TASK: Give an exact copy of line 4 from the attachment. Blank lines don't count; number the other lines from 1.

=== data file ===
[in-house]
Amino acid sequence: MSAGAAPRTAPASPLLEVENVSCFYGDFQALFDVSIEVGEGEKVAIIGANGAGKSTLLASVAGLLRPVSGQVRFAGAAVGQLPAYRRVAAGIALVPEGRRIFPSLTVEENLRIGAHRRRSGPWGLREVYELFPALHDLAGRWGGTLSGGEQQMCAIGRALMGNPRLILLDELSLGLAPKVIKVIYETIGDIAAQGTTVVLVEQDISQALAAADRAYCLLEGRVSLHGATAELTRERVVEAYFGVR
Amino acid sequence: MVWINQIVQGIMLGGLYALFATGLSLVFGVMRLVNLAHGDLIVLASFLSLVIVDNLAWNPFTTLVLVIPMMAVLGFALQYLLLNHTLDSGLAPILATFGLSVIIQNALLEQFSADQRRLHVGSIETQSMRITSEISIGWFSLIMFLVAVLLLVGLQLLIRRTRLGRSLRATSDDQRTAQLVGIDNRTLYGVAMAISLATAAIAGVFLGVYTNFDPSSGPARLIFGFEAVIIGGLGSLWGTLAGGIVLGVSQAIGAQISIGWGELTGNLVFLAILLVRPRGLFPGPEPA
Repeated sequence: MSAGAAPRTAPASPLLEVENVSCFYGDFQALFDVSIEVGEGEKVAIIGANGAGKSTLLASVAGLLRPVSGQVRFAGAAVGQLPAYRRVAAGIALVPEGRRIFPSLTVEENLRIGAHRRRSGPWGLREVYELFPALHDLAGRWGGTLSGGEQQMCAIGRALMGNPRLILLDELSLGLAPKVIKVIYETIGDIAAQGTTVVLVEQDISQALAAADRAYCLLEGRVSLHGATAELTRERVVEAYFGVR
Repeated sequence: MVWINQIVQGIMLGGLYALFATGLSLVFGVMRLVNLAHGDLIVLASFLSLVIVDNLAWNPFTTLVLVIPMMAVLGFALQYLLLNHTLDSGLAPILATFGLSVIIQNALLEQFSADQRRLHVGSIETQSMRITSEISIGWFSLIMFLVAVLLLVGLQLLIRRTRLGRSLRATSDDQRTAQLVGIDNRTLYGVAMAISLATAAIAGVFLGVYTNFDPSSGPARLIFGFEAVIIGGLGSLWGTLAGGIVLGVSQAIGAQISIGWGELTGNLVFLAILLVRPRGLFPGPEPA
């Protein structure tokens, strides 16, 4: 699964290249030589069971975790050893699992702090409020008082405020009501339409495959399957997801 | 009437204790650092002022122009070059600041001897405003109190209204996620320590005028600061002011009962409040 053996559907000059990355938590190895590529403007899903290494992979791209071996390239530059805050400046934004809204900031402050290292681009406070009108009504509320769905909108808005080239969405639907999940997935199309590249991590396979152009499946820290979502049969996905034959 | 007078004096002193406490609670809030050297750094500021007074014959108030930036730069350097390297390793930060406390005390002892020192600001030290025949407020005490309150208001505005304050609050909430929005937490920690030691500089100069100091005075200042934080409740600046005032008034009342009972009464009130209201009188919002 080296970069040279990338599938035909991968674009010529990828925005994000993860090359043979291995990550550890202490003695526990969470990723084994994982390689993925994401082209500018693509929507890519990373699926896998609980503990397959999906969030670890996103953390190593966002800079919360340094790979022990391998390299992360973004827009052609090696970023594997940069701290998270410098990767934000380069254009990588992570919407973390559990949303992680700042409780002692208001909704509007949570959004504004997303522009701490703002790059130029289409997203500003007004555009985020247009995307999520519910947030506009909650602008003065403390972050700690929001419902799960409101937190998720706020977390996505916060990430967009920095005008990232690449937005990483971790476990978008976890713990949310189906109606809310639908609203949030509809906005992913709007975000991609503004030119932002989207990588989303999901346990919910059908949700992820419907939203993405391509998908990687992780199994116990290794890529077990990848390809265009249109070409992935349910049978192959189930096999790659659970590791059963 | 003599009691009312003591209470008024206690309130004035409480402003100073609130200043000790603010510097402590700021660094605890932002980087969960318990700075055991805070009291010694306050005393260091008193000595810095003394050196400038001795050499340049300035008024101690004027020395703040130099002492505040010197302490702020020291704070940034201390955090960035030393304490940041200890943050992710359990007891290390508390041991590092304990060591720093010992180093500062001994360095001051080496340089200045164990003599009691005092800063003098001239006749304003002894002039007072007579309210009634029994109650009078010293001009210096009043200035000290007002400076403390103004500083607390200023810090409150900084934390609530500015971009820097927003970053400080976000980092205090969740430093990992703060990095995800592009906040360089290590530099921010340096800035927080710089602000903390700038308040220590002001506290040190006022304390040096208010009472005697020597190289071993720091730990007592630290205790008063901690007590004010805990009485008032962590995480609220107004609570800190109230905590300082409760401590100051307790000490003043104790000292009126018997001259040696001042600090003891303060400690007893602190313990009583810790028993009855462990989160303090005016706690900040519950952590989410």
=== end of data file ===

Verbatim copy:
Repeated sequence: MSAGAAPRTAPASPLLEVENVSCFYGDFQALFDVSIEVGEGEKVAIIGANGAGKSTLLASVAGLLRPVSGQVRFAGAAVGQLPAYRRVAAGIALVPEGRRIFPSLTVEENLRIGAHRRRSGPWGLREVYELFPALHDLAGRWGGTLSGGEQQMCAIGRALMGNPRLILLDELSLGLAPKVIKVIYETIGDIAAQGTTVVLVEQDISQALAAADRAYCLLEGRVSLHGATAELTRERVVEAYFGVR